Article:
The Awful Truth

The Awful Truth Movie

Gone Girl is a cynical movie. No doubt. It features two sociopaths working out their deeply troubled marital issues in the public eye with just the right amount of bloodshed. Yet in more than a few ways, it could be an unofficial remake of The Awful Truth, Leo McCarey’s 1937 screwball comedy where two assholes realize that they want to stay married. The movie opens with Jerry Warriner (Cary Grant, naturally) lying to his wife about a trip to Florida (complete with sunlamp sessions at the gym and fake letters). When his wife Lucy (Irene Dunne) returns home later than expected, and with her debonair singing instructor in tow, Jerry can’t believe her story of a broken down vehicle. He’s furious. She finds out he was lying about visiting the Sunshine State, and mutual divorce proceedings commence. They both want to keep the dog. The rest of the film involves Lucy’s engagement to the folksy Dan (Ralph Bellamy, naturally), more lies, insinuations of social impropriety, Jerry’s engagement to the high class Barbara Vance (Molly Lamont), the intentional destruction of relationships and an automobile, and a metric ton of snide conversations spat between Jerry and Lucy’s smiling faces.


Philadelphia Story

Tomorrow, the Sacha Baron Cohen-starring, Larry Charles-directed The Dictator opens. Unlike the previous two docu-prank collaborations between Charles and Cohen, the humor of the fully staged Dictator doesn’t so much rely on the reactions of ‘real people’ to an idiosyncratic foreigner as it uses its fish-out-of-water arc to chronicle the pseudo-enlightened changes that its eponymous character experiences (this is all based on the film’s advertising – I have yet to see it). With its riches-to-rags narrative, The Dictator seems to be the newest iteration of a long tradition in Hollywood comedy: the story of the redeemable asshole. It’s rather appropriate that the teaser trailer for Anchorman 2 will be premiering in front of The Dictator.  Will Ferrell has made the redeemable asshole into something of an art form in his collaborations with Adam McKay. Ferrell’s often narcissistic, privileged, ignorant, and empathy-challenged creations should, by any measure of any other genre (audiences are far less tolerant of asshole protags in, say, dramedys) be reviled by audiences. But we ultimately find something redeemable, even lovable, in Ferrell’s jerks, even if this surface-level redemption overshadows the fact that they never quite achieve the level of self-awareness that would actually redeem one from assholedom. These are characters we would likely avoid in nearly any real-life circumstance, but yet we go see movies about them learning life lessons which add up to little more than common knowledge for the rest of us. The redeemable asshole is often a white male who is conniving, manipulative, entitled, […]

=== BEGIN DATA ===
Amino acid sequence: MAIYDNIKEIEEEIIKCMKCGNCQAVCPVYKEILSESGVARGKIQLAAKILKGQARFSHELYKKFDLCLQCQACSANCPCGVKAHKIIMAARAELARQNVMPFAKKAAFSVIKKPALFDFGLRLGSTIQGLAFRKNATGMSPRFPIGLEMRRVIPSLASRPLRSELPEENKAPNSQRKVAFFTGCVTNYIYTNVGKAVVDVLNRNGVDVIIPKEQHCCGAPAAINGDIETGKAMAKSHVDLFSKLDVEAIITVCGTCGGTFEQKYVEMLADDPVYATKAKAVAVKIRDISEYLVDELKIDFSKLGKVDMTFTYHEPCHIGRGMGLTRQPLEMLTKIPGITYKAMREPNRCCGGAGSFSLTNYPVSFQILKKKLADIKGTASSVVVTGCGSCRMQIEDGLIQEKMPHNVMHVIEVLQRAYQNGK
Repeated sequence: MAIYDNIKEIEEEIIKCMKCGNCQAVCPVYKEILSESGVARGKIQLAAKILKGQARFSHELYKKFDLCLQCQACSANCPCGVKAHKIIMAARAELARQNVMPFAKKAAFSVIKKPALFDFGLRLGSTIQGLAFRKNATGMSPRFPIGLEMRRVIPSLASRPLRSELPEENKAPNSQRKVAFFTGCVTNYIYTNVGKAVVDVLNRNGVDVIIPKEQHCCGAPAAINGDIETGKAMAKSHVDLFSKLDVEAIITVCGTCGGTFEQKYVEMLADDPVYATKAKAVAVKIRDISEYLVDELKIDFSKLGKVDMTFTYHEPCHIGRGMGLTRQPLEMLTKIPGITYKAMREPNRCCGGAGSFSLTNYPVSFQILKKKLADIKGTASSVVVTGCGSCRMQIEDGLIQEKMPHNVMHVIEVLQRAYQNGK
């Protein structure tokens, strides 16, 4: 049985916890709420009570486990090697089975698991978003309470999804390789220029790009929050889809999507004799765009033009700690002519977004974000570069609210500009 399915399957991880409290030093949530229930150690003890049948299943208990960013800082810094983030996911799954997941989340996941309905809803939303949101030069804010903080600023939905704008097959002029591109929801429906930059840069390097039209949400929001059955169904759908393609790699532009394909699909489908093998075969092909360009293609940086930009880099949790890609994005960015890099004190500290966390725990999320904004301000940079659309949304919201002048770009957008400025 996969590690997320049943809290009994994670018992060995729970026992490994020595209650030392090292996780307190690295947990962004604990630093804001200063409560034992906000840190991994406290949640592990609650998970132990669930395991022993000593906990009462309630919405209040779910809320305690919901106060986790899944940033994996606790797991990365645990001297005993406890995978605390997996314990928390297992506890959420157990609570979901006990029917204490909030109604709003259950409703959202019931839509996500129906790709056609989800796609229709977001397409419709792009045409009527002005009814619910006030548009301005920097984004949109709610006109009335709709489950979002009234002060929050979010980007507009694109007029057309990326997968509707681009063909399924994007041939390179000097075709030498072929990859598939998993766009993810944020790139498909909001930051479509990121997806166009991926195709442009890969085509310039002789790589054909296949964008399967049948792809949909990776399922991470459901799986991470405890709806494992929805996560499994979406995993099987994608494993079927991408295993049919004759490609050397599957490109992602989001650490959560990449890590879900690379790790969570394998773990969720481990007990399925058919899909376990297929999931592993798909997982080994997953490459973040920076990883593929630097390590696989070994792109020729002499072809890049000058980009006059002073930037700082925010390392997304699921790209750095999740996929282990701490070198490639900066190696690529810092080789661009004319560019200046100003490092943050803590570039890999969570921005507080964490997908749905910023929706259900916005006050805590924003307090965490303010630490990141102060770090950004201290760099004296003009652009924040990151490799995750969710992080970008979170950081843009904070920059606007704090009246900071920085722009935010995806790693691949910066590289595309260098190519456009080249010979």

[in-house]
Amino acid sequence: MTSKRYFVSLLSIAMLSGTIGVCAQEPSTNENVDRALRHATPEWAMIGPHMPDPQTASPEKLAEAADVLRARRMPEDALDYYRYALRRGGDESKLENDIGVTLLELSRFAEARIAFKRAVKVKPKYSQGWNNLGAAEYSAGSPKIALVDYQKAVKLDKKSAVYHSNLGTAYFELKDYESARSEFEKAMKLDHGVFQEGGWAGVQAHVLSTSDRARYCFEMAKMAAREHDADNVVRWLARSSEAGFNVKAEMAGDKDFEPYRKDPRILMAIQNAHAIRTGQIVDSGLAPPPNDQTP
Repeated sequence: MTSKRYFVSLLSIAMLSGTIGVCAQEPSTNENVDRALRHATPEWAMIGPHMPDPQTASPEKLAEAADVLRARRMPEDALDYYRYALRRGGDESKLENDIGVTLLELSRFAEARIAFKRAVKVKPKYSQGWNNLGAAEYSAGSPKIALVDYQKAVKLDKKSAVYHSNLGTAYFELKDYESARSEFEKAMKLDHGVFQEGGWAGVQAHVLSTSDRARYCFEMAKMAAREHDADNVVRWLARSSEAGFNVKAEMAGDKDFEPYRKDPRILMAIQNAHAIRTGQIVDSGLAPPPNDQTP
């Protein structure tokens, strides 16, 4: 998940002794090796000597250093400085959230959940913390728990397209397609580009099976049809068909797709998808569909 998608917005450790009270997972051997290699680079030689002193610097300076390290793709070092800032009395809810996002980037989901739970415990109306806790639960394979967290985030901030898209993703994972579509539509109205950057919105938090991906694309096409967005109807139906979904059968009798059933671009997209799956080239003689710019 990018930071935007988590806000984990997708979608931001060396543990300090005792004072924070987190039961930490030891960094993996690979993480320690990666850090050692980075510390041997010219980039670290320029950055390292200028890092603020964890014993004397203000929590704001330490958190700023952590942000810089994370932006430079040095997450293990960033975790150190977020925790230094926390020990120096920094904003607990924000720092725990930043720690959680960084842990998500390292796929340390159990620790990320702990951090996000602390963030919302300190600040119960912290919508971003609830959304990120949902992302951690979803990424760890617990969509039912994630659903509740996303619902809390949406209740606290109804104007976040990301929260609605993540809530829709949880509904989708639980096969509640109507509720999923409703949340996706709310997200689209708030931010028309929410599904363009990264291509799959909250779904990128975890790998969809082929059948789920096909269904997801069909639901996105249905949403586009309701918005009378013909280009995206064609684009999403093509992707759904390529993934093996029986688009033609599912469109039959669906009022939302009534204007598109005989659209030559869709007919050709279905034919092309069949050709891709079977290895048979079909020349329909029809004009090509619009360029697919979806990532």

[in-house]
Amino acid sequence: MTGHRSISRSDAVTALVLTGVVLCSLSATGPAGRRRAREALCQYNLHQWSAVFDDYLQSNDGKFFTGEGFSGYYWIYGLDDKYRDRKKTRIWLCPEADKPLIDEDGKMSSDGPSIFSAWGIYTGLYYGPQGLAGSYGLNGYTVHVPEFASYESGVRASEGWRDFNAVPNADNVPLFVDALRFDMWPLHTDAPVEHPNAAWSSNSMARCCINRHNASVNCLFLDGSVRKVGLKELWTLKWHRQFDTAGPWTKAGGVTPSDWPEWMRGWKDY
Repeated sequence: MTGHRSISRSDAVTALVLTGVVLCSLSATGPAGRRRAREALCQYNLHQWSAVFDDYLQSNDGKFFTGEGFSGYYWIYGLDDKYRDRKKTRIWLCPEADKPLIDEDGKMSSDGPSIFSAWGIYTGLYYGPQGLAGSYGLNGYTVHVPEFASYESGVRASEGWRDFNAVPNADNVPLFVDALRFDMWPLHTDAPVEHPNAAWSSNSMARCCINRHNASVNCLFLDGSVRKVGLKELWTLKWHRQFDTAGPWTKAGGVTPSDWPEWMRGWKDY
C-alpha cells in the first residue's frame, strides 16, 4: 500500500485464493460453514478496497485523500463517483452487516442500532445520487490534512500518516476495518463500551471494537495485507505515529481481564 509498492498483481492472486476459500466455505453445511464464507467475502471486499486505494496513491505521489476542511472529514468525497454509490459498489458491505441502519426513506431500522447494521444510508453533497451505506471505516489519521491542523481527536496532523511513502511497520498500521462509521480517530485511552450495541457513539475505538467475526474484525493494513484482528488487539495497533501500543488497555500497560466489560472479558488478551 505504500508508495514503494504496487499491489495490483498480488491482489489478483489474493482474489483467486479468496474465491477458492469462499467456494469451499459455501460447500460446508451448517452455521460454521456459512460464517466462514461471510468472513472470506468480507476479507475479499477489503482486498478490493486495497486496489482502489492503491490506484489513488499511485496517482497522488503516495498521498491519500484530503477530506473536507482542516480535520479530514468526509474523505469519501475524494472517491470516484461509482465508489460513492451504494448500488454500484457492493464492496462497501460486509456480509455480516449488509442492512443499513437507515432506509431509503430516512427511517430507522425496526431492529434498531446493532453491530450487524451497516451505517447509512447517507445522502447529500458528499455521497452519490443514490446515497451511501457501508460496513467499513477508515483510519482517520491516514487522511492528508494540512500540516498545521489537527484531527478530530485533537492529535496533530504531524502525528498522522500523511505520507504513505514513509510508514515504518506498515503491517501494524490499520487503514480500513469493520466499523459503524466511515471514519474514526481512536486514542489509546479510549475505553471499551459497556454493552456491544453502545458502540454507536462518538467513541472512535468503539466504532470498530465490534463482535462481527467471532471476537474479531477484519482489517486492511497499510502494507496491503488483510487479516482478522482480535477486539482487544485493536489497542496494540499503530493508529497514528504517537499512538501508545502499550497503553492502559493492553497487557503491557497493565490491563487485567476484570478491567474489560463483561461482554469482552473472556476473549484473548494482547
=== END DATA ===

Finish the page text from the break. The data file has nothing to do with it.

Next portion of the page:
Annex - Fonda, Henry (Lady Eve, The)_01

Classic Hollywood romantic comedies provide an interesting moment in film history where genre formation and genre subversion developed as one in the same. The premises of these films are essentially contradictory. They reveal the institution of marriage to be just that, an institution constantly reinforced by culture but one that has only ascribed rather than inherent value. They play with and thus reveal the false ideals associated with the notion of perfect couplehood that in theory should propel two people toward marriage by portraying the constant dis-union and inevitable union of their characters as one predicated on deceit and double-crossings. All this occurs to ultimately marry the couple which as an act alone functions as narrative closure in of itself without ascribing exactly what that closure means to its characters, an overlooking of contradictions that supposes the institution itself wipes away all previous tensions. Marriage here is not a means to an end, but an end – and “The End,” as the union is always accompanied by such a title card.



On March 10, 1938, Leo McCarey accepted his Academy Award for Best Directing and kindly thanked his audience before stating that they gave him an award for “the wrong picture.” McCarey had won for The Awful Truth (1937), the brilliant Cary Grant/Irene Dunne screwball romantic comedy. McCarey was a talented comedy director and no doubt deserved the award (and it’s hard to imagine anybody today winning an Oscar for directing a comedy), but he was equally deserving of the award for directing a more personal and less conventional film that very same year, Make Way For Tomorrow. A film beloved by cinephiles and filmmakers as a sincerely moving emotional experience (Orson Wells reportedly said that Make Way For Tomorrow would make a stone cry), it still remains one of few Hollywood films that concerns itself seriously with the lives of senior citizens. But it also represents the incredible range of an underrated filmmaker, which can be seen most evidently by the fact that he directed a great romantic comedy and a great adult drama in the very same year.



The romantic comedy is, in many ways, as “pure” as genre as there ever was one, as it requires the strict adherence to owning up on an audience’s specific set of expectations – you know going in that the two central characters are going to end up together, the slight variation (and appeal) of the genre takes place in the journey to that anticipated point.

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published: 01.26.2015
published: 01.26.2015
published: 01.26.2015
published: 01.26.2015
B-, C-

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